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Modal Error

Edited by Anand Vaidya (San Jose State University)
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Summary Modal error is that area of modal epistemology where philosophers debate what the best explanation is for why a subject believes that a proposition is possible or necessary when in fact the proposition has the opposite modal valence. In the epistemology of modality it is important for one to be able to give a coherent account of why it is that we fall into modal error.
Key works One key work in the area of modal error is Bealer 2004. In this work Bealer gives a complete account of modal error consistent with his own view of how we acquire knowledge of metaphysical modality. In addition, he discusses the view proposed in Yablo 1993. Other key works in this area are Van Inwagen 1998 and Hawke 2011.
Introductions A key introduction is Vaidya 2007
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  1. George Bealer (2008). Intuition and Modal Error. In Quentin Smith (ed.), Epistemology: New Essays. Oxford University Press
    Modal intuitions are not only the primary source of modal knowledge but also the primary source of modal error. An explanation of how modal error arises — and, in particular, how erroneous modal intuitions arise — is an essential part of a comprehensive theory of knowledge and evidence. This chapter begins with a summary of certain preliminaries: the phenomenology of intuitions, their fallibility, the nature of concept-understanding and its relationship to the reliability of intuitions, and so forth. It then identifies (...)
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  2. George Bealer (2004). The Origins of Modal Error. Dialectica 58 (1):11-42.
    Modal intuitions are the primary source of modal knowledge but also of modal error. According to the theory of modal error in this paper, modal intuitions retain their evidential force in spite of their fallibility, and erroneous modal intuitions are in principle identifiable and eliminable by subjecting our intuitions to a priori dialectic. After an inventory of standard sources of modal error, two further sources are examined in detail. The first source - namely, the failure to distinguish between metaphysical possibility (...)
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  3. Robert William Fischer & Felipe Leon (forthcoming). The Modal-Knowno Problem. Southwest Philosophy Review.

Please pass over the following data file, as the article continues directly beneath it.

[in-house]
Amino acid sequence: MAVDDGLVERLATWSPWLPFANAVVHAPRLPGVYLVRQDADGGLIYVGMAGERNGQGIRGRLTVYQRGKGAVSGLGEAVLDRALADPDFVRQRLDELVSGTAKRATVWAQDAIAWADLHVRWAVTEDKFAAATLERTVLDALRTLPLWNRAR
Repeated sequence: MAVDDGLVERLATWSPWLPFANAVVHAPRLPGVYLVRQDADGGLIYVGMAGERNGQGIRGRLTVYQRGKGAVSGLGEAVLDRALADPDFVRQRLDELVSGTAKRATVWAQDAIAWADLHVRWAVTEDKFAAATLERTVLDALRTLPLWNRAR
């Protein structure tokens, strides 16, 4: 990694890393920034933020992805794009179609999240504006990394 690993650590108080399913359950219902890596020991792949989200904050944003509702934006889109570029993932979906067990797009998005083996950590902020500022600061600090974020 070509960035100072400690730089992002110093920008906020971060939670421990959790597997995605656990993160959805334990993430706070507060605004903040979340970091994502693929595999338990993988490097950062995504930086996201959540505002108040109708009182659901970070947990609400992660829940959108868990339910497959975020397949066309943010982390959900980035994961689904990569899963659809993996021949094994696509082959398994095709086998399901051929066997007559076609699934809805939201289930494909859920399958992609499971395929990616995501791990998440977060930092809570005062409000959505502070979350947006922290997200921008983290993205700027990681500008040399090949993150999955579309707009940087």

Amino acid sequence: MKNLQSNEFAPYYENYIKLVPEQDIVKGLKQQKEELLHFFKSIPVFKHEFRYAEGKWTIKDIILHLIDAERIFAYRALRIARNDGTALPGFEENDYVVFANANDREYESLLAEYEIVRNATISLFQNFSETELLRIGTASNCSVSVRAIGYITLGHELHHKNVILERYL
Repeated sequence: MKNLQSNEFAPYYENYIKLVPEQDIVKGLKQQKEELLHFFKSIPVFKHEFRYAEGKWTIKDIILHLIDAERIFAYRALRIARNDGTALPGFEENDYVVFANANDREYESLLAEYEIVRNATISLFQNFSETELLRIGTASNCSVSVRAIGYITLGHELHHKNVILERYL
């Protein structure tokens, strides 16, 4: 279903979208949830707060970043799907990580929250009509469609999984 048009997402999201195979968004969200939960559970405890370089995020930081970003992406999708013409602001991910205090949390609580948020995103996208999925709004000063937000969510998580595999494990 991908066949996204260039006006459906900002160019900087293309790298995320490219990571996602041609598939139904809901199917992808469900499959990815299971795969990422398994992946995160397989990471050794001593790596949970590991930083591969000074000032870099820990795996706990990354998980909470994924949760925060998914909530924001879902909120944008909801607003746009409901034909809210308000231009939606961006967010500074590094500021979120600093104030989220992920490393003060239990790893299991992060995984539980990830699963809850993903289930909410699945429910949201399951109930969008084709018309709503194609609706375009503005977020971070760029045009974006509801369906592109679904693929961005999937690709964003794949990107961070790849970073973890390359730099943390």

4. Janine Jones (2004). Illusory Possibilities and Imagining Counterparts. Acta Analytica 19 (32):19-43.
    Given Kripke’s semantic views, a statement, such as ‘Water is H 2 O’, expresses a necessary a posteriori truth. Yet it seems that we can conceive that this statement could have been false; hence, it appears that we can conceive impossible states of affairs as holding. Kripke used a de dicto strategy and a de re strategy to address three illusions that arise with respect to necessary a posteriori truths: (1) the illusion that a statement such as ‘Water is H (...)
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  5. T. Parent, The Modal Ontological Argument Meets Modal Fictionalism.
    This paper attacks the modal ontological argument, as advocated by Plantinga among others. Whereas other criticisms in the literature reject one of its premises, the present line is that the argument is invalid. This becomes apparent once we run the argument assuming fictionalism about possible worlds. Broadly speaking, the problem is that if one defines “x” as something that exists, it does not follow that there is anything satisfying the definition. Yet unlike non-modal ontological arguments, the modal argument commits this (...)
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  6. Ori Simchen (2004). On the Impossibility of Nonactual Epistemic Possibilities. Journal of Philosophy 101 (10):527-554.
    A problem inherited from Kripke is the reconciliation of commitments to various necessities with conflicting intuitions of contingency, intuitions that things "might have turned out otherwise." Kripke's reconciliation strategy is to say that while it is necessary that X is Y, and so impossible for X not to be Y, it is nevertheless epistemically possible for X not to be Y. But what are nonactual epistemic possibilities? Several answers are considered and it is concluded that scenarios adduced to explain away (...)
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  7. Stephen Yablo (1990). The Real Distinction Between Mind and Body. In David Copp (ed.), Canadian Journal of Philosophy. 149-201.
    Descartes's "conceivability argument" for substance-dualism is defended against Arnauld's criticism that, for all he knows, Descartes can conceive himself without a body only because he underestimates his true essence; one could suggest with equal plausibility that it is only for ignorance of his essential hairiness that Descartes can conceive himself as bald. Conceivability intuitions are defeasible but special reasons are required; a model for such defeat is offered, and various potential defeaters of Descartes's intuition are considered and rejected. At best (...)
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